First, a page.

The figure of Cronus, or ‘Father Time,’ was modelled by J J Kaendler (1706-1775) who became the principal designer at Meissen in 1733 and was famous for his models in the rococo style.
The model was originally intended to carry a watch, but the 1763 Burghley Inventory describes it as holding a portrait miniature of Hannah-Sophia, wife of Brownlow, 8th Earl of Exeter (1701-1754): ‘Lady Exeter’s dressing room….a figure of time with Lady Exeters picture.’
The miniature was painted circa 1725 by Christian Friedrich Zincke (1683-1767) when Lady Exeter was depicted dressed as Mary, Queen of Scots.
It is rather charming that almost a century later, the 1854 Inventory records the figure with miniature still in situ in: ‘Lady Exeter’s Dressing Room. Old Time holding a miniature of Hannah Sophia Countess of Exeter by Zincke. The scythe is broken and figure chipped.’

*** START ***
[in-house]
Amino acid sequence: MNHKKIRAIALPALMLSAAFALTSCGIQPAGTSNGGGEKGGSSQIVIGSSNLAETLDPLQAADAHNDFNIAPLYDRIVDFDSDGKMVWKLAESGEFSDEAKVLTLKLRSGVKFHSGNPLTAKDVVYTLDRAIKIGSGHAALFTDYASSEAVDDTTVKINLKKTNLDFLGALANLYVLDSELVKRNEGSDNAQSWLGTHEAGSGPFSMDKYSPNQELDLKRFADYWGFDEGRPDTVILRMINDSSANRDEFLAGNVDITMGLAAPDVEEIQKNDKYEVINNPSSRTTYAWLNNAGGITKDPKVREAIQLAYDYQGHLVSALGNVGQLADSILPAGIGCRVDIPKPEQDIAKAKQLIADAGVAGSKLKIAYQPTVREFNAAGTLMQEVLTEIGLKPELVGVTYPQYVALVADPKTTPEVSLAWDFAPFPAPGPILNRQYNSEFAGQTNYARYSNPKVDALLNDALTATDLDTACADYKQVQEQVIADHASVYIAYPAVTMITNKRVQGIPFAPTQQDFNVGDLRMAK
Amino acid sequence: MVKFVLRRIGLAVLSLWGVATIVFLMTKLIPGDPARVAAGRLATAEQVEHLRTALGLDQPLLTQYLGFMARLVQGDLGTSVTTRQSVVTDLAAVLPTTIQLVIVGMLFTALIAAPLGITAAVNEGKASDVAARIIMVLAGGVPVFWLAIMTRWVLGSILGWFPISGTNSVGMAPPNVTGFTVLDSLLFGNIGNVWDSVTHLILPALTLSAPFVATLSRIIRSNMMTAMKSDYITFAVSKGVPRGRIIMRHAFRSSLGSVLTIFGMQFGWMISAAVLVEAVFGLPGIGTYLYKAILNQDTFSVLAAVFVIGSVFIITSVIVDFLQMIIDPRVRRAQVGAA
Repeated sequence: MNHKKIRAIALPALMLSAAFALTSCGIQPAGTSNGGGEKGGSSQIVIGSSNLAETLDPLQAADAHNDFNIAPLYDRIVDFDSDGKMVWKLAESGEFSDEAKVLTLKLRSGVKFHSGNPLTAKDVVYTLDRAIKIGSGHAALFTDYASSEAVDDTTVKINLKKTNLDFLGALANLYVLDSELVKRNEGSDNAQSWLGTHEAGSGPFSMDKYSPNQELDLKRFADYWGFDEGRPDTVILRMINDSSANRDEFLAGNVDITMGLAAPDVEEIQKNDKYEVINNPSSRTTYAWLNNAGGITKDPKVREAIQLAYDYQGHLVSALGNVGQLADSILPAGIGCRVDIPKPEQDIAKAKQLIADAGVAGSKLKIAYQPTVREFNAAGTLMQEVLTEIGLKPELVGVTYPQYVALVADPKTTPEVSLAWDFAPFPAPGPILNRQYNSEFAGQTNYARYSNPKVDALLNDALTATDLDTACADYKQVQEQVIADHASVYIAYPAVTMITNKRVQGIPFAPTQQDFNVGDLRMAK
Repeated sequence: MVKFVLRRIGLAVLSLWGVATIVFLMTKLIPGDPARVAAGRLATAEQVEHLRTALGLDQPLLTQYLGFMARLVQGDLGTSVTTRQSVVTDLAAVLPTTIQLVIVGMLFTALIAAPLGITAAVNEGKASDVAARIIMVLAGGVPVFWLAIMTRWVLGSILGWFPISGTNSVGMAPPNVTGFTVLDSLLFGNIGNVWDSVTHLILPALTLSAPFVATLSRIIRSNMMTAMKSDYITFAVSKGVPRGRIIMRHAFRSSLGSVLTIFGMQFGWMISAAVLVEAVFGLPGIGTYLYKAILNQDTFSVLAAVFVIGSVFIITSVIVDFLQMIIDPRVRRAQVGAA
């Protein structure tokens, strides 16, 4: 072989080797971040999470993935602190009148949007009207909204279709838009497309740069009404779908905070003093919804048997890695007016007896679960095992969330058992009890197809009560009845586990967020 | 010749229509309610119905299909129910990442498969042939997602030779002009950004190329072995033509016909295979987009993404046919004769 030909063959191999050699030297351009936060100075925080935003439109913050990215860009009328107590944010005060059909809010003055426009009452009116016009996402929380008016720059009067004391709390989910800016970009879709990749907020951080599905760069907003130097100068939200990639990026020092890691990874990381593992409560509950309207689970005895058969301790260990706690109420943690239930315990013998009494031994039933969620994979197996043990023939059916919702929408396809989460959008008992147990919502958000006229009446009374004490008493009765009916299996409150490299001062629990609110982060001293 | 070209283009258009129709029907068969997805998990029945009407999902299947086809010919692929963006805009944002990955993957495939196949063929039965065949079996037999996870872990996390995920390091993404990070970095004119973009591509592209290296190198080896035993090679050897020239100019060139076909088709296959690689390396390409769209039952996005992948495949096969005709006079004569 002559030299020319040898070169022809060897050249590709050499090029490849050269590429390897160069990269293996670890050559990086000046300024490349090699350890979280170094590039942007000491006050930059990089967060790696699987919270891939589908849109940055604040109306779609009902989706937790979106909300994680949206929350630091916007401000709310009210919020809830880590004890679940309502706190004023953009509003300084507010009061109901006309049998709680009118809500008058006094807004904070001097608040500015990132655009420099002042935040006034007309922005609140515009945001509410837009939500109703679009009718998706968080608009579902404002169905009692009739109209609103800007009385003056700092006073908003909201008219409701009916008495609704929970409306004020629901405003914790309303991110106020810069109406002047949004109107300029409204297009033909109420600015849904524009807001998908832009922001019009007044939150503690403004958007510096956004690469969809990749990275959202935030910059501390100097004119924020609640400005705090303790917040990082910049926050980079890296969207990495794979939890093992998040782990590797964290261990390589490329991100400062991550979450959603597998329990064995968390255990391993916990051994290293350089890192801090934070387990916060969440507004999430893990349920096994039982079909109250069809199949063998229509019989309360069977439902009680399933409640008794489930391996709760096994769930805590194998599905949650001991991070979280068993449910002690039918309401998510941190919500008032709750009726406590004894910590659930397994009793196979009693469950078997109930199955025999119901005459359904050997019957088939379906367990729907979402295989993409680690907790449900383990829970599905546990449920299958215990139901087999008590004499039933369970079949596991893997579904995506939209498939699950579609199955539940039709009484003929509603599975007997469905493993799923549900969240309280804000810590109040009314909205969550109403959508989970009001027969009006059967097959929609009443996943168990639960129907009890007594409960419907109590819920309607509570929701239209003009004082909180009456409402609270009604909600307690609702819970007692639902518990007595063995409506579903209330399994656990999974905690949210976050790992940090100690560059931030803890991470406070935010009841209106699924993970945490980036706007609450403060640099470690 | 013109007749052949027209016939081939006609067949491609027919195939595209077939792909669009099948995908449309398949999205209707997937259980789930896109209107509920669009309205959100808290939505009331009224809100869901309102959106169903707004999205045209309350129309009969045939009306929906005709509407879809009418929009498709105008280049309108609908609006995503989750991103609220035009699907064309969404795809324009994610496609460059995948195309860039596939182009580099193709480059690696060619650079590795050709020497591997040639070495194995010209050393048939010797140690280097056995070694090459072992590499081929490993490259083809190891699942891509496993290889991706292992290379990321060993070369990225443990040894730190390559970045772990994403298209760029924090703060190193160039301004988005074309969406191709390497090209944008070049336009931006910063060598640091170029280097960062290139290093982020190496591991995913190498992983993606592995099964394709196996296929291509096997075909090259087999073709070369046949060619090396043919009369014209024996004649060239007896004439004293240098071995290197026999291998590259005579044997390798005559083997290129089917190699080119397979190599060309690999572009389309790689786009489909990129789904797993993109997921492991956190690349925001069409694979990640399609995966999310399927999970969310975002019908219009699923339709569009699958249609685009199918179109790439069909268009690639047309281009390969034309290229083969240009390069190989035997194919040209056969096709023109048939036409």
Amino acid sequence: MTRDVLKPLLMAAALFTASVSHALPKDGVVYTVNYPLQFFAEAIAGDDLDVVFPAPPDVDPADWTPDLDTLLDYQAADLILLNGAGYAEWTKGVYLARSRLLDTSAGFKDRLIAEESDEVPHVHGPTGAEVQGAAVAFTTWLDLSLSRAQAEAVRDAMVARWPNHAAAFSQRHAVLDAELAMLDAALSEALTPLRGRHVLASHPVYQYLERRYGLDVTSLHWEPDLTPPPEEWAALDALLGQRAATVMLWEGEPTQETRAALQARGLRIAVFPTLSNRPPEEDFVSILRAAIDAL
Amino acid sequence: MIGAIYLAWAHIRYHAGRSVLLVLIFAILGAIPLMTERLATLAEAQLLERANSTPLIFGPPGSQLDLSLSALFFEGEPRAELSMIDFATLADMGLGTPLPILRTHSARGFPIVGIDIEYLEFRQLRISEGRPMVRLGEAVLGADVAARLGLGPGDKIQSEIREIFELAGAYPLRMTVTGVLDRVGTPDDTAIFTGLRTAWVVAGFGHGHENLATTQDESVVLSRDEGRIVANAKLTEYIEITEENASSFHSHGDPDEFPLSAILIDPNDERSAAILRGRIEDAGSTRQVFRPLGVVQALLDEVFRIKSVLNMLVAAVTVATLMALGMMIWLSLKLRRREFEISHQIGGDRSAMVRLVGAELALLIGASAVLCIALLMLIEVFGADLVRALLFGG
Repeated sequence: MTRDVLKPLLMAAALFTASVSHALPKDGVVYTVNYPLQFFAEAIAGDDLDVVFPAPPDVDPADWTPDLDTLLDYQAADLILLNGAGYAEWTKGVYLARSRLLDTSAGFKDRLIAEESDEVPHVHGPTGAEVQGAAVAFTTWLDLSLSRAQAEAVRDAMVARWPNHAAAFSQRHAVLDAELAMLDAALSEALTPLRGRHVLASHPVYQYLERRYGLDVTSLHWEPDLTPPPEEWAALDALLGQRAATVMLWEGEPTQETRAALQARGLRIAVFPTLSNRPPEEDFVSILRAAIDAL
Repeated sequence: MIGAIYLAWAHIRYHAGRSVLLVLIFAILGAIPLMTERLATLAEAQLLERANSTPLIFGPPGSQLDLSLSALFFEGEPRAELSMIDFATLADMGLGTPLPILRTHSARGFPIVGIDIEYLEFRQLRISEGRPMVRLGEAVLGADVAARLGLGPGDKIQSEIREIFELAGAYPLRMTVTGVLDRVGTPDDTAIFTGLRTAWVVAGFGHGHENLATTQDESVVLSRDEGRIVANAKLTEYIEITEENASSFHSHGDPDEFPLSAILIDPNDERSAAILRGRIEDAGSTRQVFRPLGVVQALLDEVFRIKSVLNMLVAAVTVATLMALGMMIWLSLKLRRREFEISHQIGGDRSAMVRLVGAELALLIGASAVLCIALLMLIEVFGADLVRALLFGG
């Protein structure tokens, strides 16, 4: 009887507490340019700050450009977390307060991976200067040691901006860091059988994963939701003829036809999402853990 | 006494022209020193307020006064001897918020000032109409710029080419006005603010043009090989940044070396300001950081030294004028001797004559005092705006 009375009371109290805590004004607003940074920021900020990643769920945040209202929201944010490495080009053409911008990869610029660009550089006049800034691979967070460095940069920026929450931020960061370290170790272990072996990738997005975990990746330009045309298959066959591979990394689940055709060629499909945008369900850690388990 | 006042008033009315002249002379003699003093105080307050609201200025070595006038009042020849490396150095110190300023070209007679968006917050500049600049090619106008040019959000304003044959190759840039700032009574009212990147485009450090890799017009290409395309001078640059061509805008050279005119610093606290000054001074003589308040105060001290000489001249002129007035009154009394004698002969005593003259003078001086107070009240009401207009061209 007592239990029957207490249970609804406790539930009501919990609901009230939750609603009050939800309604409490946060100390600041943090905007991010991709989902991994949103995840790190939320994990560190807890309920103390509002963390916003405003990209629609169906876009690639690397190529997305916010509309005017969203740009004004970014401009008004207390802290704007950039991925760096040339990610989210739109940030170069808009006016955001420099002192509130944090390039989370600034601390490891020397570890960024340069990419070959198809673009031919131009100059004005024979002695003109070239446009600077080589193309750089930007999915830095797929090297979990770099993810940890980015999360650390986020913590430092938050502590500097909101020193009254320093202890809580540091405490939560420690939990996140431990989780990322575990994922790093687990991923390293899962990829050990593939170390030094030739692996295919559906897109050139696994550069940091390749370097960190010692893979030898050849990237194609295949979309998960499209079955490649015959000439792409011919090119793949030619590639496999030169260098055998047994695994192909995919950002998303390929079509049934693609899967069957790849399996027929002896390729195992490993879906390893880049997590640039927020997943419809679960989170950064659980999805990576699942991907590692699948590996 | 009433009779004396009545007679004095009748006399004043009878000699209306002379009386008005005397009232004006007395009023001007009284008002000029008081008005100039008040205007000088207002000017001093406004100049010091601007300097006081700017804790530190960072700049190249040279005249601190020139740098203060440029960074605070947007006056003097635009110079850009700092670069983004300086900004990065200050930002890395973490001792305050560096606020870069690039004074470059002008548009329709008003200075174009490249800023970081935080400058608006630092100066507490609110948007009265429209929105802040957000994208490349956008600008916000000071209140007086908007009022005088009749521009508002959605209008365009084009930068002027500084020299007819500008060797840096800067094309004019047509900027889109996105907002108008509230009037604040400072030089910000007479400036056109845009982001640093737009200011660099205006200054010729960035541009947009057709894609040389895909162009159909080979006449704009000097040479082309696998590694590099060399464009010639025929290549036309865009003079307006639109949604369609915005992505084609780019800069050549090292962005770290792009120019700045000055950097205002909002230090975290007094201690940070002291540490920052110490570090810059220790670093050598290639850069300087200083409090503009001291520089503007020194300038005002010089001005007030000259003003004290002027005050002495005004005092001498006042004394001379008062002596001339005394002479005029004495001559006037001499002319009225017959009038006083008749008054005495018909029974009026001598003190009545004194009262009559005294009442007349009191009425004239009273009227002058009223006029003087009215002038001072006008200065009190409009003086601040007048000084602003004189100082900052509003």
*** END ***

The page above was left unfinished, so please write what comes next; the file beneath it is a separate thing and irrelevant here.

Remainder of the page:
This Lady Exeter was Isabella, 2nd Marchioness, and great granddaughter-in-law of Hannah Sophia.
For the 2016 Treasury Exhibition, ‘The Georgians at Burghley’, Time, or Cronus, was displayed carrying a watch, as was originally intended; a magnificent 17th Century gold, enamel and rock crystal pair-cased watch, thought to have belonged to John, 5th Earl of Exeter (1648-1700). See WAT04029.
For the 2022 Treasury Exhibition, ‘The Collections of Two Countesses at Burghley’ Time once again carried the miniature of Hannah Sophia and the the broken scythe was repaired.